Ophelia (Shakespeare, Hamlet, Act 4, Scene 7)

Various artists/makers

Not on view

Here, Hamlet’s rejected lover, her mind unhinged, has fallen into a brook while picking wildflowers. Inspired by an evocative description of Ophelia’s death in Shakespeare’s Hamlet (act 4, scene 7), Millais painted the subject for a London Royal Academy exhibition in 1852; this masterful print reproduces that composition. As a member of the Pre-Raphaelite Brotherhood, Millais challenged artistic convention and spent months outdoors painting the lush setting, and then posed a model in a bathtub in his studio to complete the composition. The painting’s hyperrealistic detail and collapsed space initially unsettled viewers, but this later print encouraged admiration for the groundbreaking conception. Stephenson combined mezzotint, etching, and stipple to evoke the rich silverwork adorning Ophelia’s gown and describe the range of plants and flowers embellishing her watery grave.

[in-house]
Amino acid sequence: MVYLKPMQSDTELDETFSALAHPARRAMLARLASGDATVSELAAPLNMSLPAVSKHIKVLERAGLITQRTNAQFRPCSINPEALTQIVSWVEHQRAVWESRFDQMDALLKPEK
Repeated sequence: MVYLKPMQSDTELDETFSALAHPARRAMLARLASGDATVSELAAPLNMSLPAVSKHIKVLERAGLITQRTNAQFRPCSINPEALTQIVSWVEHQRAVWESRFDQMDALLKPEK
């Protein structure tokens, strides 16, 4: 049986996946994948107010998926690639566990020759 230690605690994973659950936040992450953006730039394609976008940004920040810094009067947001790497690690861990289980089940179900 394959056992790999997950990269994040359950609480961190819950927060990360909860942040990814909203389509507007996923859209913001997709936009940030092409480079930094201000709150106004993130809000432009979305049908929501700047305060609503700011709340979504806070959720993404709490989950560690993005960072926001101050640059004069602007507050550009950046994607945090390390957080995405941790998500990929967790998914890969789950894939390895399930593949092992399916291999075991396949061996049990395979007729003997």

Ophelia (Shakespeare, Hamlet, Act 4, Scene 7), After Sir John Everett Millais (British, Southampton 1829–1896 London), Mezzotint, etching and stipple on chine collé; proof

Due to rights restrictions, this image cannot be enlarged, viewed at full screen, or downloaded.

Open Access

As part of the Met's Open Access policy, you can freely copy, modify and distribute this image, even for commercial purposes.


Public domain data for this object can also be accessed using the Met's Open Access API.